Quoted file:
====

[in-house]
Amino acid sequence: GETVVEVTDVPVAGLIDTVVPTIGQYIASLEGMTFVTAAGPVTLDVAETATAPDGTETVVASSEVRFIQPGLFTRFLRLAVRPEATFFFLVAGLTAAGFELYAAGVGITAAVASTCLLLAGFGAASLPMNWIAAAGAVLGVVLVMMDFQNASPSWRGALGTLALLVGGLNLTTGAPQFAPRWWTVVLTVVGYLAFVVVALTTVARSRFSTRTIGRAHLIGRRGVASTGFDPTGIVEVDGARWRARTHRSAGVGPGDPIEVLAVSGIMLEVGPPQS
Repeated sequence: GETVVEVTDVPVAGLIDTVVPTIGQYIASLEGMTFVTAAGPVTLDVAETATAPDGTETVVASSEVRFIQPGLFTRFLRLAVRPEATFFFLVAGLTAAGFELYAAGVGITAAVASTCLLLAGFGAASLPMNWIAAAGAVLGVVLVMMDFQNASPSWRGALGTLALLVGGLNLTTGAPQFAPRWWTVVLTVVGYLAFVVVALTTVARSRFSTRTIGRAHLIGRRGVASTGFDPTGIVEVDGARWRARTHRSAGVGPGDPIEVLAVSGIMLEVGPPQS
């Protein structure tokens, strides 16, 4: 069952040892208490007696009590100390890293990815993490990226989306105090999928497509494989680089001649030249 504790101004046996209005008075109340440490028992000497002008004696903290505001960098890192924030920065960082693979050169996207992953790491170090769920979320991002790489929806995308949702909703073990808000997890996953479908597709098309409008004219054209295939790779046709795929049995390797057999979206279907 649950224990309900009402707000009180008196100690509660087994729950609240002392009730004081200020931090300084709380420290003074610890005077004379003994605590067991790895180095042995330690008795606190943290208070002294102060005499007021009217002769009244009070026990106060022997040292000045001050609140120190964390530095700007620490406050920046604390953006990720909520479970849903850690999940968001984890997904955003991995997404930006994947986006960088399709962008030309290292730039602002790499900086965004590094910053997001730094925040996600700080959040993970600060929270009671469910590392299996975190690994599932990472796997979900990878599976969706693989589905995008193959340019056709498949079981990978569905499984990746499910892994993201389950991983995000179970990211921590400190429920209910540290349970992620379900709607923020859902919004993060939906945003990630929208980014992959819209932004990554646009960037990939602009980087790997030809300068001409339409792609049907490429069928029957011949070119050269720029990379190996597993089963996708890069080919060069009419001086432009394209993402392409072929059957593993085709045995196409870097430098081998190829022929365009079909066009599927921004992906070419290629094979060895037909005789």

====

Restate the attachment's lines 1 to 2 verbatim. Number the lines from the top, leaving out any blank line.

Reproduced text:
[in-house]
Amino acid sequence: GETVVEVTDVPVAGLIDTVVPTIGQYIASLEGMTFVTAAGPVTLDVAETATAPDGTETVVASSEVRFIQPGLFTRFLRLAVRPEATFFFLVAGLTAAGFELYAAGVGITAAVASTCLLLAGFGAASLPMNWIAAAGAVLGVVLVMMDFQNASPSWRGALGTLALLVGGLNLTTGAPQFAPRWWTVVLTVVGYLAFVVVALTTVARSRFSTRTIGRAHLIGRRGVASTGFDPTGIVEVDGARWRARTHRSAGVGPGDPIEVLAVSGIMLEVGPPQS